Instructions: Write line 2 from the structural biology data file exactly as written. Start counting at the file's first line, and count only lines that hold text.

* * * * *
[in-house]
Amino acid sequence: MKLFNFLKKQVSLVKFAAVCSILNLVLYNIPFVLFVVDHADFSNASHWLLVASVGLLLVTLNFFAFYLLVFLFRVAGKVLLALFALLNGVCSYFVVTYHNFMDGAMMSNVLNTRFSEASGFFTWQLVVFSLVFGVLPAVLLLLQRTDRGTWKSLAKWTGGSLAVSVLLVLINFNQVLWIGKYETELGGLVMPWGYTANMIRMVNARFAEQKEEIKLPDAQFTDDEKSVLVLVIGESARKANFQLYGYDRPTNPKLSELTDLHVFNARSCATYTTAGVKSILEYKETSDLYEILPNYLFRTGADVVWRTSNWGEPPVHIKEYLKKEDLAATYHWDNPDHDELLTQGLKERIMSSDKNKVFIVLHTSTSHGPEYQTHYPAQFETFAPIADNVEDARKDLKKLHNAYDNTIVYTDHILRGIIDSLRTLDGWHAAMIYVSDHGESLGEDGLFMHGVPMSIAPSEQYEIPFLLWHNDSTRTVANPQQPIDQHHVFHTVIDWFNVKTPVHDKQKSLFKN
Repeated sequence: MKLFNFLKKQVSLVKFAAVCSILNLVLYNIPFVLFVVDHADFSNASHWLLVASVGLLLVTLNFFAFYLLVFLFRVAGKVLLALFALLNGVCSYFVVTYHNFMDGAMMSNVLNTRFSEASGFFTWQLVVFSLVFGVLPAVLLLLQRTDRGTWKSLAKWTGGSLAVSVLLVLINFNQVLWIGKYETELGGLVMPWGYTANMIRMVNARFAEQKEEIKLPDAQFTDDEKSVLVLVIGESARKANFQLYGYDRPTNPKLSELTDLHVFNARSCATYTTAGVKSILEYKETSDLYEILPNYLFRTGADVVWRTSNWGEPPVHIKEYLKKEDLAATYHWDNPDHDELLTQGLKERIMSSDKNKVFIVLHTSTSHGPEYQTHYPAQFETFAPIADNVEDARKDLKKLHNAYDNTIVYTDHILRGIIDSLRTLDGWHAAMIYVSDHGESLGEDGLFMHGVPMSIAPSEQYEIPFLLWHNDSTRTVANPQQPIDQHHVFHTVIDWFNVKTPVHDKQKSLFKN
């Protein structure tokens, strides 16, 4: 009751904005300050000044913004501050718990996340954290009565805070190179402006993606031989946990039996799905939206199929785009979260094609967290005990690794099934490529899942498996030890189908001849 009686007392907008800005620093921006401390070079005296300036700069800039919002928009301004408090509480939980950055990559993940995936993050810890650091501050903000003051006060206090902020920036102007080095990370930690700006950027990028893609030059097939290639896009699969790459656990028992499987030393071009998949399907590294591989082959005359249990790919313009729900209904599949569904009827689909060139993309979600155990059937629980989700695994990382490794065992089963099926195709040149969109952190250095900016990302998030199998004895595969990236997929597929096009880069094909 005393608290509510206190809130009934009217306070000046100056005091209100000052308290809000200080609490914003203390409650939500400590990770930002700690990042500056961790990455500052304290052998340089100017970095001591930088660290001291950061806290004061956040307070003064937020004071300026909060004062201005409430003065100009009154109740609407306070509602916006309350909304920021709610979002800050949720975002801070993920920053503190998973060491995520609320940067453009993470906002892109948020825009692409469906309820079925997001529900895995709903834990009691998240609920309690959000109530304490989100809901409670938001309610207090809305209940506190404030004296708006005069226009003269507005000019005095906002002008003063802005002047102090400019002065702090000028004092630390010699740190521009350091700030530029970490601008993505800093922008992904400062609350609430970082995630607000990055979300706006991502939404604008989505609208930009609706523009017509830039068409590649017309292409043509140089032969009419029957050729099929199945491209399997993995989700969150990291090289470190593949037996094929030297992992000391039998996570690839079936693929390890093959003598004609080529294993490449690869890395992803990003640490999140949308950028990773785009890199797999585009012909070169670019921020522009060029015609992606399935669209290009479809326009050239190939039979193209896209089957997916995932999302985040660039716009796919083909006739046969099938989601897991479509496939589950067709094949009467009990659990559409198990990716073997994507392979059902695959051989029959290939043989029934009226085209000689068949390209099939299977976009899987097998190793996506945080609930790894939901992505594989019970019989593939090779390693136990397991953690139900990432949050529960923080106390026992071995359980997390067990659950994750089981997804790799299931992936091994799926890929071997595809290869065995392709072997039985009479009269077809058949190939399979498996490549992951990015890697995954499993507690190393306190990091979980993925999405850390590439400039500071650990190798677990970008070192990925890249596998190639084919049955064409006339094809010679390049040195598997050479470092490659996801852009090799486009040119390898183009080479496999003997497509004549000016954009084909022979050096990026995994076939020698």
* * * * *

Amino acid sequence: MKLFNFLKKQVSLVKFAAVCSILNLVLYNIPFVLFVVDHADFSNASHWLLVASVGLLLVTLNFFAFYLLVFLFRVAGKVLLALFALLNGVCSYFVVTYHNFMDGAMMSNVLNTRFSEASGFFTWQLVVFSLVFGVLPAVLLLLQRTDRGTWKSLAKWTGGSLAVSVLLVLINFNQVLWIGKYETELGGLVMPWGYTANMIRMVNARFAEQKEEIKLPDAQFTDDEKSVLVLVIGESARKANFQLYGYDRPTNPKLSELTDLHVFNARSCATYTTAGVKSILEYKETSDLYEILPNYLFRTGADVVWRTSNWGEPPVHIKEYLKKEDLAATYHWDNPDHDELLTQGLKERIMSSDKNKVFIVLHTSTSHGPEYQTHYPAQFETFAPIADNVEDARKDLKKLHNAYDNTIVYTDHILRGIIDSLRTLDGWHAAMIYVSDHGESLGEDGLFMHGVPMSIAPSEQYEIPFLLWHNDSTRTVANPQQPIDQHHVFHTVIDWFNVKTPVHDKQKSLFKN